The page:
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Search for the Soul of Seattle: Just a nice day

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Photo by AV Eichenbaum
Photo by AV Eichenbaum

A warm 65 degrees near Cal Anderson. Nobody ever talks about how beautiful Seattle is this time of year. Don't tell the outsiders that every day is nearly perfect for meandering, hands in pockets, trying to fight writers' block.

If anyone bothers you while you're staring deep into the middle distance, just tell them you're a writer. I've had two panhandlers apologize today alone. One offered me a dollar.

I've been spending a lot of time this spring wondering if it hurts a caterpillar to turn into a butterfly.

I mean, it must, right?

Their entire body dissolves and reconstructs itself. The process is absolutely gruesome. And with Mother's Day just passed, I've been thinking about other gradual changes in my life, like how I used to have to practice my smile in the mirror as a kid. My folks told me I "wasn't doing it right" in family photos. I didn't smile much growing up.

Lost in thought on a beautiful day in Cal Anderson. It wasn't so long ago this area grabbed the nation's attention as the CHOP when the East Precinct fell. Wasn't so long ago there was tear gas and pepper spray in the eyes and clothes of the protestors gathered here. They were fighting against inequality and injustice just under a year ago. And what do we have to show for it?

Some dead hashtags and some more heavy-duty police uniforms.

How much more dissolving and pain has to happen before we start to build something beautiful? What is the metamorphic cycle of a city?

I had Nicorette for breakfast, in case you were wondering.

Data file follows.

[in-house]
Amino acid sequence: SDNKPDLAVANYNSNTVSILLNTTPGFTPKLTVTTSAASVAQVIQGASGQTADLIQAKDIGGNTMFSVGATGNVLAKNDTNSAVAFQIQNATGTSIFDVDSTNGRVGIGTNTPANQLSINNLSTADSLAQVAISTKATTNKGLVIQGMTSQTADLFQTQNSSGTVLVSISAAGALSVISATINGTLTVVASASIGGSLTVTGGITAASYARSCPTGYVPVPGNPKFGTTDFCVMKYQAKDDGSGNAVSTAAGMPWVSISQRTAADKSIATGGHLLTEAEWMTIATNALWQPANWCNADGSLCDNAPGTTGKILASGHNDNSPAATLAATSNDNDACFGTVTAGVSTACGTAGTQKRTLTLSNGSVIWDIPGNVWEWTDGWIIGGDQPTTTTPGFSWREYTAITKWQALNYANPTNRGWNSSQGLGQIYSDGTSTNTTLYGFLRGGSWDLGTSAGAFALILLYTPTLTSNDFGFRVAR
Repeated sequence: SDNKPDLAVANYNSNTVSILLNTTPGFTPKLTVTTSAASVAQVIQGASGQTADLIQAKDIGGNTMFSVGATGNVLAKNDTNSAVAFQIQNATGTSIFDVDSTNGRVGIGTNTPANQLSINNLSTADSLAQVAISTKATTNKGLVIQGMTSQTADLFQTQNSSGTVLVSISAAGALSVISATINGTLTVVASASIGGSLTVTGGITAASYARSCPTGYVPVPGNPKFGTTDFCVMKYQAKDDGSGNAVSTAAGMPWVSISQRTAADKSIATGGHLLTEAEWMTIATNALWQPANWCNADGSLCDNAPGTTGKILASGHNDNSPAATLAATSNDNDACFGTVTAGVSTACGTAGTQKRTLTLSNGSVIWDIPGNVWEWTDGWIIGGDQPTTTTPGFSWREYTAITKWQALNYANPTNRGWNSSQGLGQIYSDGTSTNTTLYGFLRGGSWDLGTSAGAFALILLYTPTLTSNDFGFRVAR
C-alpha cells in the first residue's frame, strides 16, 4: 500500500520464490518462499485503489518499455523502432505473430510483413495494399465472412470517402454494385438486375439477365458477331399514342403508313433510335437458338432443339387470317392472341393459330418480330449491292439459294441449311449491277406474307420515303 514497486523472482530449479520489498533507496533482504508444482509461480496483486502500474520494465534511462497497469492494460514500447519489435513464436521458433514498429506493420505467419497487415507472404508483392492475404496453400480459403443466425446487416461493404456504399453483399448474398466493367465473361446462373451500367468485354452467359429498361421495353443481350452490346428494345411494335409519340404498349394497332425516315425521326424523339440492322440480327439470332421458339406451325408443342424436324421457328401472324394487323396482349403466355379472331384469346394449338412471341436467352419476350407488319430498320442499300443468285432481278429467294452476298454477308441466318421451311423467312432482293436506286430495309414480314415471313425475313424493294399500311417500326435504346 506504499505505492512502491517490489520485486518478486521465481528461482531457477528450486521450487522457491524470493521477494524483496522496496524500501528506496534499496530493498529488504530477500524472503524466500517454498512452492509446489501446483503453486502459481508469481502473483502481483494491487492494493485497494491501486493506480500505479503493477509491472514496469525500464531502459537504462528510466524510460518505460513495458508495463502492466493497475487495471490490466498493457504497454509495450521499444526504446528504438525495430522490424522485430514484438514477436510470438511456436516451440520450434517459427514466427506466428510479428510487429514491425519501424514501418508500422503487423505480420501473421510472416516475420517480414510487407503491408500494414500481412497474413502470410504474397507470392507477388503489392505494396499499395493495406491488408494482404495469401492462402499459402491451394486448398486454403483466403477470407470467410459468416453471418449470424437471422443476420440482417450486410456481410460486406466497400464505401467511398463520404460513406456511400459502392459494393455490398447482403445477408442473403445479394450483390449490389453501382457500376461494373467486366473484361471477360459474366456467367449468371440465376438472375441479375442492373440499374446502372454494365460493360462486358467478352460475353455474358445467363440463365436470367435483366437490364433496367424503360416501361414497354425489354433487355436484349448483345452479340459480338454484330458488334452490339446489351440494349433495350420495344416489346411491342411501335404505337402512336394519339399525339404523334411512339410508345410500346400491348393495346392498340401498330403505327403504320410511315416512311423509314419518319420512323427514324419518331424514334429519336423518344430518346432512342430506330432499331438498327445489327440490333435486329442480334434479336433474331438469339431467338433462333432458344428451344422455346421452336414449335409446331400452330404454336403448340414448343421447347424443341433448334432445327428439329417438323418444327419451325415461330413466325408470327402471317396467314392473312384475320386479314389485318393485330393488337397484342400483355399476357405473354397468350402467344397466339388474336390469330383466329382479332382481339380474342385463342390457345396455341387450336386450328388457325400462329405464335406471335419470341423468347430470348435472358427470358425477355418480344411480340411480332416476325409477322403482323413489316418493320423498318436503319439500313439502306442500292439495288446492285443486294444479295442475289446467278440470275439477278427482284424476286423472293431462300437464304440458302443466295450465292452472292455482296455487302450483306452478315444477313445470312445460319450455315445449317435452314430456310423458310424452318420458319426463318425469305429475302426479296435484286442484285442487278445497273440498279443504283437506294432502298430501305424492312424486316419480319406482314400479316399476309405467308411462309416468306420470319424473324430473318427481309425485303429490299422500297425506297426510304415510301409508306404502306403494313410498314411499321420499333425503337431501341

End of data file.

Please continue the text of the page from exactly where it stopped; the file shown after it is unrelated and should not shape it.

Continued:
I'm doing great, thanks.

Even through the murk of my own mood, it's impossible to miss the laughter in the air. People playing fetch with their dogs. Kids on the basketball court. The joy is infectious, and I find myself smiling under my face mask. The real one. Not that anyone can see.

Maybe the city's already rebuilding itself here. There's enough fresh construction to make that argument. But, more than that, the scars left by the protests are nearly invisible — on the surface, at least. Butterflies retain their memories from when they were caterpillars. Memories of cars on fire and medics being hit with tear gas canisters still live on the back of my eyelids. I know it's the same for a lot of people, especially around here.

But it's a nice day. If you hadn't been there, you'd never know the difference. Maybe everything around me is already on its way to the next stage in the cycle. I'm not there yet, but it's days like these that remind me of the warmth hidden beneath Seattle's infamous Freeze, and that helps.

There's a group of kids nearby playing some sort of game where they yell, "WAKE UP!" at the top of their lungs several times. It's incredibly off-putting, and several people — myself included — have decided it's a good time to leave. My train of thought leads me to that old Taoist parable, also a meditation on change. Specifically, I'm reminded of the philosopher Chuang Tzu's ending thought:

Now I do not know whether I was then a man dreaming I was a butterfly, or whether I am now a butterfly, dreaming I am a man.

I take this as a sign to start getting more sleep and to get over myself.